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Identification of new MUC1 epitopes using HLA-transgenic animals: implication for immunomonitoring

Overview of attention for article published in Journal of Translational Medicine, July 2017
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Title
Identification of new MUC1 epitopes using HLA-transgenic animals: implication for immunomonitoring
Published in
Journal of Translational Medicine, July 2017
DOI 10.1186/s12967-017-1254-0
Pubmed ID
Authors

Tanja Scheikl-Gatard, Caroline Tosch, François Lemonnier, Ronald Rooke

Abstract

The success of immunotherapeutics in oncology and the search for further improvements has prompted revisiting the use of cancer vaccines. In this context, knowledge of the immunogenic epitopes and the monitoring of the immune response cancer vaccines generate are essential. MUC1 has been considered one of the most important tumor associated antigen for decades. To identify HLA-restricted MUC1 peptides we used eight human MHC class I transgenic mouse lines, together covering more than 80% of the human population. MUC1 peptides were identified by vaccinating each line with full length MUC1 coding sequences and using an IFNγ ELIspot restimulation assay. Relevant peptides were tested in a flow cytometry-based tetramer assay and for their capacity to serve as target in an in vivo killing assay. Four previously identified MUC1 peptides were confirmed and five are described here for the first time. These nine peptide-MHC combinations were further characterized. Six gave above-background tetramer staining of splenocytes from immunized animals and three peptides were induced more than 5% specific in vivo killing. These data describe for the first time five new HLA class I-restricted peptides and revisit some that were previously described. They also emphasize the importance of using in vivo/ex vivo models to screen for immunogenic peptides and define the functions for individual peptide-HLA combinations.

Twitter Demographics

The data shown below were collected from the profile of 1 tweeter who shared this research output. Click here to find out more about how the information was compiled.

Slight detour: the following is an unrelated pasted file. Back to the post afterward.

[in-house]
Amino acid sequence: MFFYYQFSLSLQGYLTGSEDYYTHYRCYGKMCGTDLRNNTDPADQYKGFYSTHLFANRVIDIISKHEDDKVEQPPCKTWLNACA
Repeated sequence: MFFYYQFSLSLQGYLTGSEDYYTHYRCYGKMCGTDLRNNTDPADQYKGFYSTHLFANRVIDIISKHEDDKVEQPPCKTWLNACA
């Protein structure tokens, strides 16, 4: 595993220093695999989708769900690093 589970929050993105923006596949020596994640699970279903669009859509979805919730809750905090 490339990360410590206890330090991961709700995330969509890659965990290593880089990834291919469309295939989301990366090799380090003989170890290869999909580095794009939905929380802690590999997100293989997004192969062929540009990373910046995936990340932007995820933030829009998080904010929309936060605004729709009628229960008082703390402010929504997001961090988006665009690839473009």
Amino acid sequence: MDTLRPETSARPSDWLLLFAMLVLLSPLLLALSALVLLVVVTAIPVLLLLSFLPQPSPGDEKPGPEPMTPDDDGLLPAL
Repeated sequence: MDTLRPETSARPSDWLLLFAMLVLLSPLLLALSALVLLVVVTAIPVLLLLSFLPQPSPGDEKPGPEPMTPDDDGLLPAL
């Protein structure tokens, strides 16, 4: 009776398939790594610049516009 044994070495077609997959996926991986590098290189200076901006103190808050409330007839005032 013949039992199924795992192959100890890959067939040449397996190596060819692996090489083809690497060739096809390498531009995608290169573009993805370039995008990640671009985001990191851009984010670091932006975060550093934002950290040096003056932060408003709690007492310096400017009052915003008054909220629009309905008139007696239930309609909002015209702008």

Mendeley readers

The data shown below were compiled from readership statistics for 17 Mendeley readers of this research output. Click here to see the associated Mendeley record.

Geographical breakdown

Country Count As %
Unknown 17 100%

Demographic breakdown

Readers by professional status Count As %
Student > Bachelor 5 29%
Student > Ph. D. Student 3 18%
Student > Master 2 12%
Researcher 2 12%
Professor 1 6%
Other 1 6%
Unknown 3 18%
Readers by discipline Count As %
Immunology and Microbiology 4 24%
Biochemistry, Genetics and Molecular Biology 3 18%
Medicine and Dentistry 3 18%
Chemistry 2 12%
Pharmacology, Toxicology and Pharmaceutical Science 1 6%
Other 0 0%
Unknown 4 24%

Attention Score in Context

This research output has an Altmetric Attention Score of 1. This is our high-level measure of the quality and quantity of online attention that it has received. This Attention Score, as well as the ranking and number of research outputs shown below, was calculated when the research output was last mentioned on 06 July 2017.
All research outputs
#7,124,847
of 11,435,137 outputs
Outputs from Journal of Translational Medicine
#1,373
of 2,219 outputs
Outputs of similar age
#148,529
of 259,699 outputs
Outputs of similar age from Journal of Translational Medicine
#49
of 68 outputs
Altmetric has tracked 11,435,137 research outputs across all sources so far. This one is in the 23rd percentile – i.e., 23% of other outputs scored the same or lower than it.
So far Altmetric has tracked 2,219 research outputs from this source. They typically receive a little more attention than average, with a mean Attention Score of 7.2. This one is in the 9th percentile – i.e., 9% of its peers scored the same or lower than it.
Older research outputs will score higher simply because they've had more time to accumulate mentions. To account for age we can compare this Altmetric Attention Score to the 259,699 tracked outputs that were published within six weeks on either side of this one in any source. This one is in the 33rd percentile – i.e., 33% of its contemporaries scored the same or lower than it.
We're also able to compare this research output to 68 others from the same source and published within six weeks on either side of this one. This one is in the 1st percentile – i.e., 1% of its contemporaries scored the same or lower than it.